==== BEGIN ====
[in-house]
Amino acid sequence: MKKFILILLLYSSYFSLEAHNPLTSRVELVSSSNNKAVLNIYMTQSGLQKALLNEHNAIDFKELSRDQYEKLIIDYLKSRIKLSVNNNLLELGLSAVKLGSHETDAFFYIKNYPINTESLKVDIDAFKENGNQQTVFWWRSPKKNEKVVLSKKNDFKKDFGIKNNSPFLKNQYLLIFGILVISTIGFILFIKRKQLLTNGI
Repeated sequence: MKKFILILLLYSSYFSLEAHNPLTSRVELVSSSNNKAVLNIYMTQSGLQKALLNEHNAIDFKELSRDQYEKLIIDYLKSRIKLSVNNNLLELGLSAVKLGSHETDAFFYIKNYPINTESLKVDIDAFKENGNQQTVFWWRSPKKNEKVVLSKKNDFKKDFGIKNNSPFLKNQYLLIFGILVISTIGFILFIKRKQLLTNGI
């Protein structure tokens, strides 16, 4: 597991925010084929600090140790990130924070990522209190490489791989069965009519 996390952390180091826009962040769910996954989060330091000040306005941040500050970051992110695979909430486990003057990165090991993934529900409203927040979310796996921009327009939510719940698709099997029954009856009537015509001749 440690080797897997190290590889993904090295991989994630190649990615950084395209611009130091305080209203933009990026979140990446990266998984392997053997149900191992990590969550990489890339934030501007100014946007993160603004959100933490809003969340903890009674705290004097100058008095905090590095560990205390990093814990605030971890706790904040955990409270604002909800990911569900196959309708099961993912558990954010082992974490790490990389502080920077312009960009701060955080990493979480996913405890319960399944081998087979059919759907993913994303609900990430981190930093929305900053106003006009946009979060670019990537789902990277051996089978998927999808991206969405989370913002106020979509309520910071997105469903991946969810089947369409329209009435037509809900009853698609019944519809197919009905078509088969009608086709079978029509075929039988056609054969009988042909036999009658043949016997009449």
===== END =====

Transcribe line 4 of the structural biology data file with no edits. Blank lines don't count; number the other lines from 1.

């Protein structure tokens, strides 16, 4: 597991925010084929600090140790990130924070990522209190490489791989069965009519 996390952390180091826009962040769910996954989060330091000040306005941040500050970051992110695979909430486990003057990165090991993934529900409203927040979310796996921009327009939510719940698709099997029954009856009537015509001749 440690080797897997190290590889993904090295991989994630190649990615950084395209611009130091305080209203933009990026979140990446990266998984392997053997149900191992990590969550990489890339934030501007100014946007993160603004959100933490809003969340903890009674705290004097100058008095905090590095560990205390990093814990605030971890706790904040955990409270604002909800990911569900196959309708099961993912558990954010082992974490790490990389502080920077312009960009701060955080990493979480996913405890319960399944081998087979059919759907993913994303609900990430981190930093929305900053106003006009946009979060670019990537789902990277051996089978998927999808991206969405989370913002106020979509309520910071997105469903991946969810089947369409329209009435037509809900009853698609019944519809197919009905078509088969009608086709079978029509075929039988056609054969009988042909036999009658043949016997009449």